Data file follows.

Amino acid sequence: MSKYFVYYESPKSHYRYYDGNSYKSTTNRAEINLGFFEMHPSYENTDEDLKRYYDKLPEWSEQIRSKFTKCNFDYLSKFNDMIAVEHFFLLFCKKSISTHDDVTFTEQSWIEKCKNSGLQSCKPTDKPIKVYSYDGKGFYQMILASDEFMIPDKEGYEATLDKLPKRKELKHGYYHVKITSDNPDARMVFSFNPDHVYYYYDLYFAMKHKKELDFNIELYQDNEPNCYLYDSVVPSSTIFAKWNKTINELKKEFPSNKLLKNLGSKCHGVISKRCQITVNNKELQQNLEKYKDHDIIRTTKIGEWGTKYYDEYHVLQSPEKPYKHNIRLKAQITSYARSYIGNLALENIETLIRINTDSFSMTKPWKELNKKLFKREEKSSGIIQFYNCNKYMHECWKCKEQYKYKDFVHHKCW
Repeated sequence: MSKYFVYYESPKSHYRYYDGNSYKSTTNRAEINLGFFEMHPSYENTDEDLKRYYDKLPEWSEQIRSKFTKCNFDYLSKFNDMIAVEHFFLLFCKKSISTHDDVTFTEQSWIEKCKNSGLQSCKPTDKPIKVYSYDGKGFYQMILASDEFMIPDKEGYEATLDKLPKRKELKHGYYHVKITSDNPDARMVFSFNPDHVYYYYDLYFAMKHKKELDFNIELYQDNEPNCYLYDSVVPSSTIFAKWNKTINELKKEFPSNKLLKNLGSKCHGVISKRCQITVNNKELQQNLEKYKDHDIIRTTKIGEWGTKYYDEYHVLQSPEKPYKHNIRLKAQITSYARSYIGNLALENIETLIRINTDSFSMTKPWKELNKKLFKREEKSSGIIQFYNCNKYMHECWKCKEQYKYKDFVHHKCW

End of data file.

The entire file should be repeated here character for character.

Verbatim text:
Amino acid sequence: MSKYFVYYESPKSHYRYYDGNSYKSTTNRAEINLGFFEMHPSYENTDEDLKRYYDKLPEWSEQIRSKFTKCNFDYLSKFNDMIAVEHFFLLFCKKSISTHDDVTFTEQSWIEKCKNSGLQSCKPTDKPIKVYSYDGKGFYQMILASDEFMIPDKEGYEATLDKLPKRKELKHGYYHVKITSDNPDARMVFSFNPDHVYYYYDLYFAMKHKKELDFNIELYQDNEPNCYLYDSVVPSSTIFAKWNKTINELKKEFPSNKLLKNLGSKCHGVISKRCQITVNNKELQQNLEKYKDHDIIRTTKIGEWGTKYYDEYHVLQSPEKPYKHNIRLKAQITSYARSYIGNLALENIETLIRINTDSFSMTKPWKELNKKLFKREEKSSGIIQFYNCNKYMHECWKCKEQYKYKDFVHHKCW
Repeated sequence: MSKYFVYYESPKSHYRYYDGNSYKSTTNRAEINLGFFEMHPSYENTDEDLKRYYDKLPEWSEQIRSKFTKCNFDYLSKFNDMIAVEHFFLLFCKKSISTHDDVTFTEQSWIEKCKNSGLQSCKPTDKPIKVYSYDGKGFYQMILASDEFMIPDKEGYEATLDKLPKRKELKHGYYHVKITSDNPDARMVFSFNPDHVYYYYDLYFAMKHKKELDFNIELYQDNEPNCYLYDSVVPSSTIFAKWNKTINELKKEFPSNKLLKNLGSKCHGVISKRCQITVNNKELQQNLEKYKDHDIIRTTKIGEWGTKYYDEYHVLQSPEKPYKHNIRLKAQITSYARSYIGNLALENIETLIRINTDSFSMTKPWKELNKKLFKREEKSSGIIQFYNCNKYMHECWKCKEQYKYKDFVHHKCW